My paternal affection for him never waned, even after he asked me not to lipstick kiss the backs of the envelopes when I write, "Since that just causes trouble with my wife," he begged.
Norman filled the void as an elder, male figure with wisdom, authority and unconditional support, that any young fatherless girl would seek. I grew up in those letters. I emptied my longings into those pages to him....and asked for guidance as a young writer. In turn he advised me of my writing career, and reluctantly critiqued works in progress. “As understood I don’t go in for critiquing pieces---I save all that for my own stuff like the greedy bastard I am,” he quipped.

Whilst he was a literary icon.….he was also an approachable, caring, non-judgmental man. For that he will truly be missed. So on Wednesday, April 9th five months after Norman Mailer’s death at 84. Hoards of literary aficionado’s, family, friends, colleagues and readers of the controversial pen man---attended the Carnegie Hall, Random House farewell, “The Time of His Time” A Celebration of the Life of Norman Mailer.

The quiet auditorium laden with gold baroque and burgundy velvet, awaited the trail of mourners that would converge in honor of the literary giants life. Tucked neatly alone in the third row was a mysterious woman donning a wide brimmed black felt hat stuck with a gold pin. Her willowy body dressed in black from the neck, wrist and ankle---cloaked her pale skin. In an attempt to shield her from the masses who would share their condolences, his sixth wife, of 33 years, was the beautiful former model, Norris Church Mailer.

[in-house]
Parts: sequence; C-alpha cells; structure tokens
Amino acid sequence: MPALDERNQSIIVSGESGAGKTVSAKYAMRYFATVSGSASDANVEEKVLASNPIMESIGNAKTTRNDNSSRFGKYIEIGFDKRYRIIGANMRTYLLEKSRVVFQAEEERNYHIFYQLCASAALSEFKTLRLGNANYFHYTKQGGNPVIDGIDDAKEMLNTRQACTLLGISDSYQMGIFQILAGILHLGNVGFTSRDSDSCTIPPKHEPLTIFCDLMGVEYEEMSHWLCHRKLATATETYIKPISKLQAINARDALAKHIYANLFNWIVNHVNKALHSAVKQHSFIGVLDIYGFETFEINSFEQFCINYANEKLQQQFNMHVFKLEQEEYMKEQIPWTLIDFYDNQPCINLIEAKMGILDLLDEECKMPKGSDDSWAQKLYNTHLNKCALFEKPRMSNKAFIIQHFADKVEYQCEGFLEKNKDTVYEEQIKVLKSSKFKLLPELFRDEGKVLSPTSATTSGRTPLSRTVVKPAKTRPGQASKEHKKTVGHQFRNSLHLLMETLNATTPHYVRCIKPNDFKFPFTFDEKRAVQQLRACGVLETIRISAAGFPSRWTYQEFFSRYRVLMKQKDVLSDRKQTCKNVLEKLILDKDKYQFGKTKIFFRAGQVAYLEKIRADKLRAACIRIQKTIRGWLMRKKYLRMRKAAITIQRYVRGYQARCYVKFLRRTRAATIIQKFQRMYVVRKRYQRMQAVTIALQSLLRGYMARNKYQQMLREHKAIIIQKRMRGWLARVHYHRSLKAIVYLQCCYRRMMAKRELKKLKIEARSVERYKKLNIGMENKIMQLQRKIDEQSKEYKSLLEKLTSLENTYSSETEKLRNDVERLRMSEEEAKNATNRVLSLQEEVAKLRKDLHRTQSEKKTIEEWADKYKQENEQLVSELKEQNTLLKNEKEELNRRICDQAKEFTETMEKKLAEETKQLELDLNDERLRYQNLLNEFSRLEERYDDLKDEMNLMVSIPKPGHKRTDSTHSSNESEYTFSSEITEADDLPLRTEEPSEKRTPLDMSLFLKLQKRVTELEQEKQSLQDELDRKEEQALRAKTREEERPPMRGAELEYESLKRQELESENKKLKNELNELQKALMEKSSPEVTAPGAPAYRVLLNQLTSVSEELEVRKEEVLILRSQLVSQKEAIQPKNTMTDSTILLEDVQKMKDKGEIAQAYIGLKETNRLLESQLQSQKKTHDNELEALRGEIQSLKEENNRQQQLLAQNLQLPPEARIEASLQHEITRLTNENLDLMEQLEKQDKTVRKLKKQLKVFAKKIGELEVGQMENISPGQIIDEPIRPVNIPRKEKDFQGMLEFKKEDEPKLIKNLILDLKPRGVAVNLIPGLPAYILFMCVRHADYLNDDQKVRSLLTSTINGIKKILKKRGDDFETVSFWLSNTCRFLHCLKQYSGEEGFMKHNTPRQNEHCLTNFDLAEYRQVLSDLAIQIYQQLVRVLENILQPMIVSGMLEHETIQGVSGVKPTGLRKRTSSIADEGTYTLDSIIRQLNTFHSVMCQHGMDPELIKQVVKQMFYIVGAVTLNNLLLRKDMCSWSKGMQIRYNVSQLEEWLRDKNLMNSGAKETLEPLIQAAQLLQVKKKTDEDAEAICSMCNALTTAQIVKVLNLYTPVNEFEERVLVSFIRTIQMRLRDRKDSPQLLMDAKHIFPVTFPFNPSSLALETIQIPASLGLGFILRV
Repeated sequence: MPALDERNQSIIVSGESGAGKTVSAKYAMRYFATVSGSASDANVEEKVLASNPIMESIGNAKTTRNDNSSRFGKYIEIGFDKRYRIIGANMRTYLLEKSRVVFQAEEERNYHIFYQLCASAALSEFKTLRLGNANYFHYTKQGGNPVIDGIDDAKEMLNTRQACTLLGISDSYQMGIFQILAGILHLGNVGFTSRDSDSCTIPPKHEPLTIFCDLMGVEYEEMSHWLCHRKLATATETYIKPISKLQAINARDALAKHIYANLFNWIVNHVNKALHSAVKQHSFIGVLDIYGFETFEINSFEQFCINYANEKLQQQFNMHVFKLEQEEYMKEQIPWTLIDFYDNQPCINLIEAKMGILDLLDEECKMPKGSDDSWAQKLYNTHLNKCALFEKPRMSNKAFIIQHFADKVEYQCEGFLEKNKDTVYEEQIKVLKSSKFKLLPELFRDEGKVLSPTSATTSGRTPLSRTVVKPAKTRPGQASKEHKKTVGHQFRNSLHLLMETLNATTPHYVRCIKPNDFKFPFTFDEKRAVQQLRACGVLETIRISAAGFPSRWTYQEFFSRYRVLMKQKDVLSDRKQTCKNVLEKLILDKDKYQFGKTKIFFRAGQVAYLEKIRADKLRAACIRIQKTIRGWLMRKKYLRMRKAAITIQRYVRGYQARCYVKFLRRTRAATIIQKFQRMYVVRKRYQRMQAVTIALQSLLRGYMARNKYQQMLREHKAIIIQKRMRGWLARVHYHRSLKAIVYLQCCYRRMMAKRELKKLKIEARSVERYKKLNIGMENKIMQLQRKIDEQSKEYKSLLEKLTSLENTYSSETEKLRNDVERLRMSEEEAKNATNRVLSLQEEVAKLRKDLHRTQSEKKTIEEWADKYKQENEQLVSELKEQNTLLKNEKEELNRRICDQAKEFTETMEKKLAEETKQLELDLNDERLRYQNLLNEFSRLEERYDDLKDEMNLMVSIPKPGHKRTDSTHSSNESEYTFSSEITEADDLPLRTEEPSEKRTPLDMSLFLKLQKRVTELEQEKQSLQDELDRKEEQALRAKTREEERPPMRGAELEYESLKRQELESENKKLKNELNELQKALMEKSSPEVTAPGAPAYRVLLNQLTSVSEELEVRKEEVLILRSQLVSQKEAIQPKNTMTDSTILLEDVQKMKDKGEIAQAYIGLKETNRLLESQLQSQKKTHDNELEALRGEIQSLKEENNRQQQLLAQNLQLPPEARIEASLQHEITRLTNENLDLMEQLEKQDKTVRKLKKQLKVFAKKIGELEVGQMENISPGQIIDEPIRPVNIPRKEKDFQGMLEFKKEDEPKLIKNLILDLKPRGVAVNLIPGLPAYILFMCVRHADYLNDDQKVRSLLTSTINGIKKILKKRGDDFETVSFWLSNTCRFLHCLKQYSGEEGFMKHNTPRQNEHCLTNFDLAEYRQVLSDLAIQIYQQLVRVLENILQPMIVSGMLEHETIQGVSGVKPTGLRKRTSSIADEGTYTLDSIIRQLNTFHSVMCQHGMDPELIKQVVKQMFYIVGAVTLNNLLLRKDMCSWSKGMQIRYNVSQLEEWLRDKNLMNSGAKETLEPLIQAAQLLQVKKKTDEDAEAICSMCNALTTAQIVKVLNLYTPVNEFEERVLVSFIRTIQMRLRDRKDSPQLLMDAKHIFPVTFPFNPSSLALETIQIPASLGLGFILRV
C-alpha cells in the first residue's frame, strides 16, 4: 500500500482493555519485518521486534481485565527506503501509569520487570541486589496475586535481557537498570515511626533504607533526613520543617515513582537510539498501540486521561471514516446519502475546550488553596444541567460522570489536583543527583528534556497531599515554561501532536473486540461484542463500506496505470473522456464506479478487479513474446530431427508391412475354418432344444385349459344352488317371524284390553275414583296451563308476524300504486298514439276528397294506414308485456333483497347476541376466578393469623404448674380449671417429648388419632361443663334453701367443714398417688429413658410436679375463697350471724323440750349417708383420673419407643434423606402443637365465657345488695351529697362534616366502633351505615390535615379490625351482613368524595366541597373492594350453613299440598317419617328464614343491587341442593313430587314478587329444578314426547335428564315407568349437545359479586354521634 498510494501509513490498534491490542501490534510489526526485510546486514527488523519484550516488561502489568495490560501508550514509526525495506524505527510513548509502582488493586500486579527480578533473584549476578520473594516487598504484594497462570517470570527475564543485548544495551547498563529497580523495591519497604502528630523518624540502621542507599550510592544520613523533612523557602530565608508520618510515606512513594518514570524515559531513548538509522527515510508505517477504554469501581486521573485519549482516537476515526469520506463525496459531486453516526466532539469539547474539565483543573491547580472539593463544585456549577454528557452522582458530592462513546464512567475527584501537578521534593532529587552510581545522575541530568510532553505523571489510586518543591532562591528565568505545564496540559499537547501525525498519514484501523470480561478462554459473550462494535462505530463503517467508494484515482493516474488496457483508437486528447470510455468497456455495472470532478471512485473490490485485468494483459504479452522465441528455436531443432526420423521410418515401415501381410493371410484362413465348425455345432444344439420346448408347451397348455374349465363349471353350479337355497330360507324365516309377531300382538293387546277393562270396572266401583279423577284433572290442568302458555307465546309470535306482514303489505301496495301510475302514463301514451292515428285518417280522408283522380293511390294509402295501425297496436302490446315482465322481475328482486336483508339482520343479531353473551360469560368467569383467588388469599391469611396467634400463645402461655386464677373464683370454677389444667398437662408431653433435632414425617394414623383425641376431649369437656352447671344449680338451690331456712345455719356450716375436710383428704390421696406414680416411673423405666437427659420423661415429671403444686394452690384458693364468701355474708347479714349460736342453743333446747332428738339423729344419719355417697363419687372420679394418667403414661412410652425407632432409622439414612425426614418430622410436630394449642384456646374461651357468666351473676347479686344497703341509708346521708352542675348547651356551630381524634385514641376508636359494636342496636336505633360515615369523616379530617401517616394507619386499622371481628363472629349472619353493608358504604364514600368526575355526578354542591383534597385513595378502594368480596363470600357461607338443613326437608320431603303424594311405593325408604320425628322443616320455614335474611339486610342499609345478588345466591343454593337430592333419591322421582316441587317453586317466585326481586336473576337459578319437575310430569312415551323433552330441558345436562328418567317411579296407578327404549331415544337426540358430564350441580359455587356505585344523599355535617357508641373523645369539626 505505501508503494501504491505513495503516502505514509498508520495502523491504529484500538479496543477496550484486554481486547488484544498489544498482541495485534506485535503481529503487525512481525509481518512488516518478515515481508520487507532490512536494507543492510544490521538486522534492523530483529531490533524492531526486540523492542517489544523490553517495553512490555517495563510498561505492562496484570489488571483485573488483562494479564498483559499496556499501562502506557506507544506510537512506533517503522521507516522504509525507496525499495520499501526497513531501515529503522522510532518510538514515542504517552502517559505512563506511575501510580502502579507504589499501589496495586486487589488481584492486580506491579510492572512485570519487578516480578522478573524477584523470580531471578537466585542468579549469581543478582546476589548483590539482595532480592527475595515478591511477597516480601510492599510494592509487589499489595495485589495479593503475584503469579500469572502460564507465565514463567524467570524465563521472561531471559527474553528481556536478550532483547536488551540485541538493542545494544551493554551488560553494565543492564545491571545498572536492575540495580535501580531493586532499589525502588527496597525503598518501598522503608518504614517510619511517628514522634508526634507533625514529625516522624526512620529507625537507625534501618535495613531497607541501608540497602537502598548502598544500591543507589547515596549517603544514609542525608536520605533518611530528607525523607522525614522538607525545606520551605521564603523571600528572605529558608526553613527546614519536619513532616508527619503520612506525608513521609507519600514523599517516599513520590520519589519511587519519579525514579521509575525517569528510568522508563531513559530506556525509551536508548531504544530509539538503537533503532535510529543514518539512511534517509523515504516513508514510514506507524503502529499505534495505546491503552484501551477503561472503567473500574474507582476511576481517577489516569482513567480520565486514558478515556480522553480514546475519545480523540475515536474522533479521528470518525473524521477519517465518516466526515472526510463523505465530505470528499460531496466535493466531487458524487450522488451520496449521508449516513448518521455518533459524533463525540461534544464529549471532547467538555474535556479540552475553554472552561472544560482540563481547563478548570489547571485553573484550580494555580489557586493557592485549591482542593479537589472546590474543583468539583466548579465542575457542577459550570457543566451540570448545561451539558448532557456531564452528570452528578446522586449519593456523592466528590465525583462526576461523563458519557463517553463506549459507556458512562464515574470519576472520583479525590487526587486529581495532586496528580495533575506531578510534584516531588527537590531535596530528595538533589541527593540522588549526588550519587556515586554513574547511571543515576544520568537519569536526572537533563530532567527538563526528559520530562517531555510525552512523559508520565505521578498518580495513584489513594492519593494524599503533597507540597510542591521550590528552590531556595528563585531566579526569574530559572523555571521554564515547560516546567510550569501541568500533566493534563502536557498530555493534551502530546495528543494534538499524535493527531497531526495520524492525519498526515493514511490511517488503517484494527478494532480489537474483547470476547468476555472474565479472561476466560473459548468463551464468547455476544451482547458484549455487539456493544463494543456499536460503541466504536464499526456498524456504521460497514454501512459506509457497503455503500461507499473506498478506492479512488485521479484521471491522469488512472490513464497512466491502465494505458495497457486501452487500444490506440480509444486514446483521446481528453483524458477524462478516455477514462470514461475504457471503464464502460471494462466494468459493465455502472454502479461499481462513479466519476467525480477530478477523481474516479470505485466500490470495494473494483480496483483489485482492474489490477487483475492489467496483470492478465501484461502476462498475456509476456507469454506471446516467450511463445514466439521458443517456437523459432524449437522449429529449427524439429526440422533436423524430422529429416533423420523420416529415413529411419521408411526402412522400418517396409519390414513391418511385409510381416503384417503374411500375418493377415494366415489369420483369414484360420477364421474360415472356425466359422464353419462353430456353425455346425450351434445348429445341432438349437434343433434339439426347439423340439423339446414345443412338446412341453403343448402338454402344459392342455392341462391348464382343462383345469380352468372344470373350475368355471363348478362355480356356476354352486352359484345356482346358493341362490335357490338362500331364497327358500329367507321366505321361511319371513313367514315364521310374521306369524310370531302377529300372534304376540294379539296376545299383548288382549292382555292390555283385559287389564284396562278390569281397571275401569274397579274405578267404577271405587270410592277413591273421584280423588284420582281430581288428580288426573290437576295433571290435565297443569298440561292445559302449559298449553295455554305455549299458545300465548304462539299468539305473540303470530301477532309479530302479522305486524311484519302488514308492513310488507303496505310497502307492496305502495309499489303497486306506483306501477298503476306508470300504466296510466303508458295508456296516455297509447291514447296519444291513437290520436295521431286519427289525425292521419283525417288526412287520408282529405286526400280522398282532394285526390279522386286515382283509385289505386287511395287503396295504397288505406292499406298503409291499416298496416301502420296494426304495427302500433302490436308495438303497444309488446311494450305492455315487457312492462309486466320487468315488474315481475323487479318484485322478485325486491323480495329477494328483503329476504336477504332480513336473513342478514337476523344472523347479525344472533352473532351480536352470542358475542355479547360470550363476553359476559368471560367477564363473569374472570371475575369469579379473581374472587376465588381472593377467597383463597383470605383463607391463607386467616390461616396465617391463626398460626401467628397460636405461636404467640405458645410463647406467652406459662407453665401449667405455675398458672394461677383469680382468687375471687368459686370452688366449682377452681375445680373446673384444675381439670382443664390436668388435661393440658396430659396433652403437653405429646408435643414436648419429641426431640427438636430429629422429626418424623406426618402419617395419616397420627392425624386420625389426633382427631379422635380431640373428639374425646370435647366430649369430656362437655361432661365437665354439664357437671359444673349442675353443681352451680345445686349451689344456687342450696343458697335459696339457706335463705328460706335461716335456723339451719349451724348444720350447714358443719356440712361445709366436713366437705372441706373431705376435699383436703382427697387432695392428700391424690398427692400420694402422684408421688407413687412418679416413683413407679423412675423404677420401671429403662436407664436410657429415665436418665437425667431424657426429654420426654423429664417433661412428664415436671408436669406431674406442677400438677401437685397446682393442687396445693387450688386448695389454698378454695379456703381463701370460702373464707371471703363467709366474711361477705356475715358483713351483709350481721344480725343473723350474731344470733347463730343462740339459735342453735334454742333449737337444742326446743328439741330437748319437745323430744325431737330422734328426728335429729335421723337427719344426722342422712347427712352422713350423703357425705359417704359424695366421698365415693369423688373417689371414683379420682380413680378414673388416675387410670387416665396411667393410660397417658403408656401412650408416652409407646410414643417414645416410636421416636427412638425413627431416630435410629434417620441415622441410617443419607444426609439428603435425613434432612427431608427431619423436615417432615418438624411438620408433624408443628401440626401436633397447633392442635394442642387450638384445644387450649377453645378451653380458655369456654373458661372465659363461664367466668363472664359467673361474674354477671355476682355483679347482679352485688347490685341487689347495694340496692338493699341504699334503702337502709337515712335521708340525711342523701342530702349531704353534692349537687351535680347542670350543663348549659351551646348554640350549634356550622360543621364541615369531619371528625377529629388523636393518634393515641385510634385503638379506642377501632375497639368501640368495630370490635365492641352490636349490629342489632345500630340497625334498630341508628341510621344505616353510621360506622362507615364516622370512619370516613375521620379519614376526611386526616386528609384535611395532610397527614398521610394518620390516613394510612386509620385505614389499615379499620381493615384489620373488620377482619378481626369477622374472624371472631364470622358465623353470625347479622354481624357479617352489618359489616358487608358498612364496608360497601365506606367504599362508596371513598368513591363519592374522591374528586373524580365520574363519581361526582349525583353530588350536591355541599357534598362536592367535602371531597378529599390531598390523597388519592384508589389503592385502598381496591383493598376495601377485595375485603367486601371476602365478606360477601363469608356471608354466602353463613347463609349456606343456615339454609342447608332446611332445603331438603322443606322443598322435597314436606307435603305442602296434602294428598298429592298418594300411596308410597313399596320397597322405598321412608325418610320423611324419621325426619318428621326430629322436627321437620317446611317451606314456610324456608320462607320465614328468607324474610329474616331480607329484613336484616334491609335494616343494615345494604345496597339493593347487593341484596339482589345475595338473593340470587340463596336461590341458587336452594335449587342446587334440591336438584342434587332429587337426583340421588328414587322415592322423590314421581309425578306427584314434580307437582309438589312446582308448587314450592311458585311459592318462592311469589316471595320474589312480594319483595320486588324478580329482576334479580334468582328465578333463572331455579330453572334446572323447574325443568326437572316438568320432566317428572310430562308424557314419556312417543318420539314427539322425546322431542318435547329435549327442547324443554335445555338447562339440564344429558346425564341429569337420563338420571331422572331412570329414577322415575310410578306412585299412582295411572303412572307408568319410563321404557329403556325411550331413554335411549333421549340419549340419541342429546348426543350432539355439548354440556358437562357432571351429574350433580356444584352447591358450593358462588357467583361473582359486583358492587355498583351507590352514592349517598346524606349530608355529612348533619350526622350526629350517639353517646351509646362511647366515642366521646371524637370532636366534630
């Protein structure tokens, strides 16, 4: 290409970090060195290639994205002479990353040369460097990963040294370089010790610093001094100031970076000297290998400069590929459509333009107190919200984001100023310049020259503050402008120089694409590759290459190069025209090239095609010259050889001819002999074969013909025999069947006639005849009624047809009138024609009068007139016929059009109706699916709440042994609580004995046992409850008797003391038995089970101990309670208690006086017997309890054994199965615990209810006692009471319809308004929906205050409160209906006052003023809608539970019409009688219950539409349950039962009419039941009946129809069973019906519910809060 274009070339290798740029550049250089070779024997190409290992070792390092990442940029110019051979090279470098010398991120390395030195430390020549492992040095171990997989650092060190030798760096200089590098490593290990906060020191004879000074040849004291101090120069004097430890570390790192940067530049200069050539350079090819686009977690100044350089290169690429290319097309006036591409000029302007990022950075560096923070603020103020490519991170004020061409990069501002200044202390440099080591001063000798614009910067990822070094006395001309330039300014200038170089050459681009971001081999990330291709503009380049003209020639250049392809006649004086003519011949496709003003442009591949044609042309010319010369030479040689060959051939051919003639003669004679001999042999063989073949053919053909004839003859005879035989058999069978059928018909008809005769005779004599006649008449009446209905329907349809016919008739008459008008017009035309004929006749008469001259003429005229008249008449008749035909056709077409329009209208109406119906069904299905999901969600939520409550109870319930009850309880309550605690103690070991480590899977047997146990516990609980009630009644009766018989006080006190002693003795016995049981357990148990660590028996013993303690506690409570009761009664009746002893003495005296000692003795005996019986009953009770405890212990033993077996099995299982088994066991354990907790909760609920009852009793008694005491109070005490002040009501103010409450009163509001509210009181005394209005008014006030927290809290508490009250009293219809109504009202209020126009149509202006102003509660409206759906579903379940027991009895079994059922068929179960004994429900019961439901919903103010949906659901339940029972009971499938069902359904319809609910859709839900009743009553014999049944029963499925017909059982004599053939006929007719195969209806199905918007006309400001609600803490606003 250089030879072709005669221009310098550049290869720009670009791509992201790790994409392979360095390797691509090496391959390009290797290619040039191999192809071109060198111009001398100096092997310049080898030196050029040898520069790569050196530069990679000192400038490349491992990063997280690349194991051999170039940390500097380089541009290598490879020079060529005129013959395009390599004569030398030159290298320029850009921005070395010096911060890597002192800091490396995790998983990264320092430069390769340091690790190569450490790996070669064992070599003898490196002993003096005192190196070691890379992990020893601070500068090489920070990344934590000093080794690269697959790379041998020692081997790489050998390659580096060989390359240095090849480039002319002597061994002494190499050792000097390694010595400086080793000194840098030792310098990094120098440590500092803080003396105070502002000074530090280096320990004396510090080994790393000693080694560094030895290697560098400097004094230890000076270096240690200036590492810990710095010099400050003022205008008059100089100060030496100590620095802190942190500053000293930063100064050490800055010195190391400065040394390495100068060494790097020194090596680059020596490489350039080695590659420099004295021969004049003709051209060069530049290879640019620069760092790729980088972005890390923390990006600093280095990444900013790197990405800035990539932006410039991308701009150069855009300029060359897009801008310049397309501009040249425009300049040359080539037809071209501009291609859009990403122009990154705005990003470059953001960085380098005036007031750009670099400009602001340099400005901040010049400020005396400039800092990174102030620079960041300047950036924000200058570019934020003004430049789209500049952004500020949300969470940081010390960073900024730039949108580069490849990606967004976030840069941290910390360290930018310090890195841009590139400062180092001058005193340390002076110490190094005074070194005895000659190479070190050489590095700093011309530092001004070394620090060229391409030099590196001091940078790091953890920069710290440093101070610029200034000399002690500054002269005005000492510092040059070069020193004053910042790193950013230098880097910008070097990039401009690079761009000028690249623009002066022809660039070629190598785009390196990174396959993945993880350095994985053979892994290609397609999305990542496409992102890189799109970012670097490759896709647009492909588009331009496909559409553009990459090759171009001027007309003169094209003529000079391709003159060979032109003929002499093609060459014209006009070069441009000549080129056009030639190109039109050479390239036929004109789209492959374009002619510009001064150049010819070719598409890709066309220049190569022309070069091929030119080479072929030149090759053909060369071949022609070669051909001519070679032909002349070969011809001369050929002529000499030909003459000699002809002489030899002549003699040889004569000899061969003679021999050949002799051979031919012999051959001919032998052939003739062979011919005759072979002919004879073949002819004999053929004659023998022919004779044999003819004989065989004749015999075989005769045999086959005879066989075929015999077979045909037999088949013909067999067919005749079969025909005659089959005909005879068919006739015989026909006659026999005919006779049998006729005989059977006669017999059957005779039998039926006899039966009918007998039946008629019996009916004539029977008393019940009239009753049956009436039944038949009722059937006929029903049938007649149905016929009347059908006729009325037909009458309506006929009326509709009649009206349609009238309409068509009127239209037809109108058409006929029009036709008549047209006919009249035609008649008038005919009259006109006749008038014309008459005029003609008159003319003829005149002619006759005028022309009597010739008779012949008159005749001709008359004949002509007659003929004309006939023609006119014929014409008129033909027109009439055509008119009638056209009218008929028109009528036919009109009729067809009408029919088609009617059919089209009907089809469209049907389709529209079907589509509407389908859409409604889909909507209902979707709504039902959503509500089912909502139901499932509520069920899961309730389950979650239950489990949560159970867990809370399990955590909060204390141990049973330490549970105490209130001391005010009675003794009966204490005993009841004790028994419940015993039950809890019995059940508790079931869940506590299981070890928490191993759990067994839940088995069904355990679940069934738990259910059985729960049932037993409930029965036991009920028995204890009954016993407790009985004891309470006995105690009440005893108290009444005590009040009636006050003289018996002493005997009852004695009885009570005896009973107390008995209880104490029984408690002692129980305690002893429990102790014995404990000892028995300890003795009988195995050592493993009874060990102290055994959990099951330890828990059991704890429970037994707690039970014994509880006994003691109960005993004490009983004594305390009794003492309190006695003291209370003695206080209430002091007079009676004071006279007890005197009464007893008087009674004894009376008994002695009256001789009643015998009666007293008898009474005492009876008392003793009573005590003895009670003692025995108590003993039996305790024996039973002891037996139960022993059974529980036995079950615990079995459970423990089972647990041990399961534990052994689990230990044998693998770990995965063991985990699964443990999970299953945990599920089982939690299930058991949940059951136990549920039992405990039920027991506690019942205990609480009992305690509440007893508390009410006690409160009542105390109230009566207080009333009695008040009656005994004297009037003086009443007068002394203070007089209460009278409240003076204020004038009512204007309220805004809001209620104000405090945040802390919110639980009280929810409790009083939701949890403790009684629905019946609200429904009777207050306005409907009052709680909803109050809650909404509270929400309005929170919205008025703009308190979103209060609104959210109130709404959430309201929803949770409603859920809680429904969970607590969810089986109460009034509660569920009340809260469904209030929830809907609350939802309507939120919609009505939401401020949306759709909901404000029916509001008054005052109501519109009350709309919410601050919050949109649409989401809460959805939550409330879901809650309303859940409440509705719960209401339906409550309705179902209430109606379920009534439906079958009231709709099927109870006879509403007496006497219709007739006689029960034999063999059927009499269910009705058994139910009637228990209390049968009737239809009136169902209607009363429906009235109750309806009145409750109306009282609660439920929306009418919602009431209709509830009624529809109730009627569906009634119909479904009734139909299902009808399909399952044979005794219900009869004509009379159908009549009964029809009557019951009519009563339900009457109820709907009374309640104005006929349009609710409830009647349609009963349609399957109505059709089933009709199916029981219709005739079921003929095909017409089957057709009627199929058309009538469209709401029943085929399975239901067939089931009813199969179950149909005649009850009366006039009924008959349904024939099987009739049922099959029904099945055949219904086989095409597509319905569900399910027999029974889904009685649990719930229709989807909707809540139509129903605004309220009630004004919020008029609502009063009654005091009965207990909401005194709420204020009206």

I hadn’t seen her in a decade, the once statuesque freckled-faced, red headed Texan girl, was replaced by an older frail woman. Battling not only her own illness, rumored to be colon cancer, compounded by the loss of her greatest love---seemed to have knocked the wind out of her. She sat like Greta Garbo….just wanting to be left alone.

Her contemplative solitude would be interrupted as a haze of confused reading bees parted the sea of red seats looking for their own. The lovers of Mailer stumbled upon each other as they ignored the backdrop of silent images from Mailer’s life scanning the stage wall.

As the patron dust began to settle, glimpses of the literary elite could be seen through the maze of heads; Joan Didion, Tina Brown, Don DeLillo, William Kennedy and Gina Centrello, president and publisher of Random House who’s published Mailer’s books for the past 23 years, as well as actor/director Sean Penn who said about Mailers acclaimed novel, “The Naked and the Dead,” “It influenced a generation of writers.”

A trombone softly echoed “Requiem for a Boxer” throughout the hall as over 2,000 attendees took their seats, for what would be a three-hour tribute. The Master of Ceremony, Charlie Rose, who had interviewed the two-time Pulitzer Prize winner a dozen times for his PBS show, forcefully took the reigns when he greeted the audience, “We are in Carnegie Hall celebrating a great man---so please make sure your cell phones are OFF. Get rid of them,” he instructed with parental authority.

Over the last six decades---Mailer wrote 40 books and crates of essays. His last two published in 2007, “The Castle in the Forest” was the first of an anticipated trilogy, and “On God: An Uncommon Conversation.” Tina Brown, former editor of Vanity Fair and The New Yorker took stage and recalled when she met Mailer in 1984 when he was working on his 34th book, novel, “Tough Guys Don’t Dance.” Written 36 years after his first novel was published, “The Naked and The Dead.”

No depiction of his life would be as poignant then the legacy of his nine children. Barbara Wasserman announced what it was like to be Norman’s sister, “He was loving, supportive and wonderful to be with. But over time I wondered where did he come from? Being someone who believed in reincarnation, I thought “Ancient Evenings” was an autobiographical book,” she mused.